Lies From a Radio Pulpit

When I take off on the occasional fishing trip I try to leave my “normal” life behind. I make a concerted effort avoid anything political trying to avoid newspapers, television sets, political commentary sites on the Internet, etc. My goal is to enter a political vacuüm for a couple of weeks in the hope that when I reemerge things will have changed for the better.

Well, fat chance of that happening. I began the trip home from my recent Florida soiree on Sunday, April  29th. Scanning around the radio dial looking for something interesting to listen to I came across a radio preacher giving President Obama forty kinds of hell. I stuck with him long enough to hear him clearly state that the average poor person in America has a “higher life style” than the average person in Europe.

Well, I hate to be the one to break it to the pastor but many European nations have an overall higher lifestyle than America enjoys as well as better rates of infant mortality, life expectancy, employment security, educational accomplishment, and more.

It could rightly be said the average poor person in America has a higher lifestyle than many of the world’s poor but this shepherd was simply lying to his flock for the sole purpose of broadening the divide between them and those in political position.

I just wonder how often this occurs most Sunday mornings and Wednesday evenings in the nation’s churches? Worse yet, how many of the vulnerable are willing or able to challenge the authority and correctness of what their minister is telling them? In a day in which it is so easy to verify, so few take the time.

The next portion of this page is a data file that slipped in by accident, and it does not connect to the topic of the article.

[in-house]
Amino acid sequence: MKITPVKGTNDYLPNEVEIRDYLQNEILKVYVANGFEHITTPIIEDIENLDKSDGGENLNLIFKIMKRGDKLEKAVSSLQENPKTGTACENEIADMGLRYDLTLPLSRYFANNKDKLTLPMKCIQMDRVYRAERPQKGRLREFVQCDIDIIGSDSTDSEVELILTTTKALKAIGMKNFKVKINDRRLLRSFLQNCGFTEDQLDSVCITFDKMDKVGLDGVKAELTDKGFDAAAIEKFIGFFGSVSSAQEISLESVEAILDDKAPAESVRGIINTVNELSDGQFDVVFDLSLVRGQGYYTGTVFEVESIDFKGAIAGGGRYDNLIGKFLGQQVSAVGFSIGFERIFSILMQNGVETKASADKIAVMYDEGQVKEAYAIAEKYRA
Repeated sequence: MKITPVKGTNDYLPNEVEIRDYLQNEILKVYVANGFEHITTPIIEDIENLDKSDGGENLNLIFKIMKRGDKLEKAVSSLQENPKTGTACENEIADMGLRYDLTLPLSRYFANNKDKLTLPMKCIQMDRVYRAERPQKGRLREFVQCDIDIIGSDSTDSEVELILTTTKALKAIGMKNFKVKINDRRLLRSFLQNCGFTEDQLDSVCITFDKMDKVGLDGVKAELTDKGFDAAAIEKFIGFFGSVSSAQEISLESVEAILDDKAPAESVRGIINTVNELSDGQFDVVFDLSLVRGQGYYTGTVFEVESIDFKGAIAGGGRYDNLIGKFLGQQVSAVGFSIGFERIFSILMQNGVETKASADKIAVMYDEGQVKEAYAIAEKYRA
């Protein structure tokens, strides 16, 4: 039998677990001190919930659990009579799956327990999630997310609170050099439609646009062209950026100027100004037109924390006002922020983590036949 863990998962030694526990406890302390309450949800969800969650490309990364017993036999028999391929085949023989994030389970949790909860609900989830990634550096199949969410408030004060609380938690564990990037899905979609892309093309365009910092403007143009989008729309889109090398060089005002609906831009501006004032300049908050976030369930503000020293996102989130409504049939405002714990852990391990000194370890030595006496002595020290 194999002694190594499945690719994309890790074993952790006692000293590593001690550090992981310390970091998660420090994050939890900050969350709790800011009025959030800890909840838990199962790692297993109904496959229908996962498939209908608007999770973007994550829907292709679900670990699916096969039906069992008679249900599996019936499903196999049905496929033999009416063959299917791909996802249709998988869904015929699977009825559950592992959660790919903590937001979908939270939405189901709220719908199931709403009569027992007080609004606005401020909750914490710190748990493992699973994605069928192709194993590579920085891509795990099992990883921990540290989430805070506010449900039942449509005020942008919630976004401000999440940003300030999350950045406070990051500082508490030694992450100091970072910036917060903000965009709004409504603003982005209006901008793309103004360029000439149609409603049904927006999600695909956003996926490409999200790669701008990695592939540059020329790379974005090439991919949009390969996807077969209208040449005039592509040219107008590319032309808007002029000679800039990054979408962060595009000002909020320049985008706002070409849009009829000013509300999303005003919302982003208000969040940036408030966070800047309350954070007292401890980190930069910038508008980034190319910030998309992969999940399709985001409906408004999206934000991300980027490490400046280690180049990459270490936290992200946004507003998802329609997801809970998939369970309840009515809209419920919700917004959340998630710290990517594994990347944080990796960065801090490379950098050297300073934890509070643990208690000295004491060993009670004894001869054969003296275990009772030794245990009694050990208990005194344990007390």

4 thoughts on “Lies From a Radio Pulpit”

  1. Yes, my observation is limited to autonomous Protestant churches. I also agree with Art that politics should not be preached from the pulpit.

  2. In most churches I would say the minister is literally “preaching to the choir.” Either the people in the pews already agree with him/her, otherwise why would they have hired them, or they will move to a church where their views are preached, or fire the preacher and hire somone with their views/beliefs. They may also believe the minister is infallible and as you say, believe what he is saying is truth, but I believe the first case is most common.

    1. I grew up Roman Catholic and don’t think that’s how they work. I believe the area Arch-Bishop makes appointments or assignments of parishes and the parishioners have little to no say. Catholic priest don’t have to worry too much about whether the flock likes them! I have no reason, however, to disagree with what you say since I know many Protestant churches have the power to decide who will preach on Sunday.

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